HIS HIGHNESS IN A DITCH – Tova Mozard at 1646 in The Hague

Image by Jhoeko

Tova Mozard’s His Highness in a Ditch opened this Friday at 1646, an independent exhibition space run by a group of Hague artists. The gallery boasts itself to host international, experimental artists of all mediums, making it hard to describe exactly what the gallery stands for. However, this question might be irrelevant. Given a globalized, high-speed universe, one inevitably faces an identity crisis in trying to make meaning out of it. Perhaps that is why Mozard’s work fits so well with the gallery, as her art deals with the possibilities of constructing narratives and identities in an absurd, chaotic universe.

Advertised as a video installation, it would be more accurate to call the exhibition an ongoing screening of two short movies. Indeed, the space simply consists of two large screens on either side of the gallery, the movies on a loop from a projector above, a small podium placed in front of each screen to sit on for the visitors. The videos, about 20 minutes each, allow one to think that this could easily be the work of a film student. No room for distractions in the form of cuts of plastic dolls, dead fish, or experimental exposures. In the case of Mozard’s work, the lack of experimental production styles is key, as it enables the spectator to fully engage with the subjects of the video. 

Positioned on either side of the gallery, the two movies are self-contained. However, both elicit a reminiscence of absurd theatre. Beckett staged on film. On one side of the gallery, a man is digging a grave (we are never revealed why) and recounting the events of his life as he progresses. A monodrama in black and white, the arbitrary recounting of his life’s events are somewhat similar to Krapp’s Last Tape by Beckett. The arbitrary need to preserve something that we arbitrarily deem worth persevering. In the case of the grave digger, the series of unfortunate events leading up to this time. His collection of sad events and his redemption through it creates the identity of the person we now see on screen.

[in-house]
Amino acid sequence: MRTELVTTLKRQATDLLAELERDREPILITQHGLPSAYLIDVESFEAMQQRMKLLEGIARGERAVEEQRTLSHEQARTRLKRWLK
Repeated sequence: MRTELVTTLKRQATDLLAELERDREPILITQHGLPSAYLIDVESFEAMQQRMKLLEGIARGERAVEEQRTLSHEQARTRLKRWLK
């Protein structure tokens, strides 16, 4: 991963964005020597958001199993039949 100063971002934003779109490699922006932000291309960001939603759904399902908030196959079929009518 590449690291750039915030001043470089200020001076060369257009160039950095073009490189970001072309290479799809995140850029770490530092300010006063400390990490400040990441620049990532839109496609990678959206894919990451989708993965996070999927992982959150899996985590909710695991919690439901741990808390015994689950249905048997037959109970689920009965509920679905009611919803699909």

While images of grave digging filmed with a black and white filter might seem like a slightly obvious metaphor to life, the second screening seems to be more nuanced, confusing, and highly entertaining. Two men dressed in cop uniform, wandering through the Hollywood Hills. The men are identical and one wonders if it is the same person edited into the images (we are revealed in the description of the exhibition that they are indeed identical twins). Roaming around the hills, that seem to have a forest fire progressing in the background, the two identical cops blunder about engaging in repetitive dialogues next to each other about poison ivy, forest trash, and metaphysical questions.

“ I think we can do anything we want.

Really?

Then why aren’t we doing anything, you know what I mean?

You mean, like..?

We don’t have to do anything but we can do anything. We can do anything we want to.

Why aren’t we doing anything then?

The parallel dialogue is reminiscent of Beckett’s Waiting for Godot and so is the physical comedy. The two men supposedly practicing their role as cops, they engage in drawn out scenes of practicing how to arrest each other and look at a dead body.

“Is she dead?

Yeah, look at her.

Do we know if it’s a woman?

Have they identified her?

Yeah, don’t you see it’s a woman? Its always a woman.”

Mozard’s exhibition raises questions of identity, playfully and melodramatically. Are you the sum of all your failures? Can you gain redemption by facing these failures? Alternatively, what happens when you take away these personal narratives and just go through the motions? Besides the absurd comedy of Mozard’s Beckettian cops, just like Vladimir and Estragon, Mozard’s two cops turn into metaphors of the human condition- such as the scripted nature of identities and the limitations of self-definition within these structures. Mozard’s transportation of 20th century theatre into contemporary video makes her work engaging, entertaining, and socially relevant in the most fundamental sense.   Dorothy  Marton   21st September 2019

The exhibition continues until 13th October

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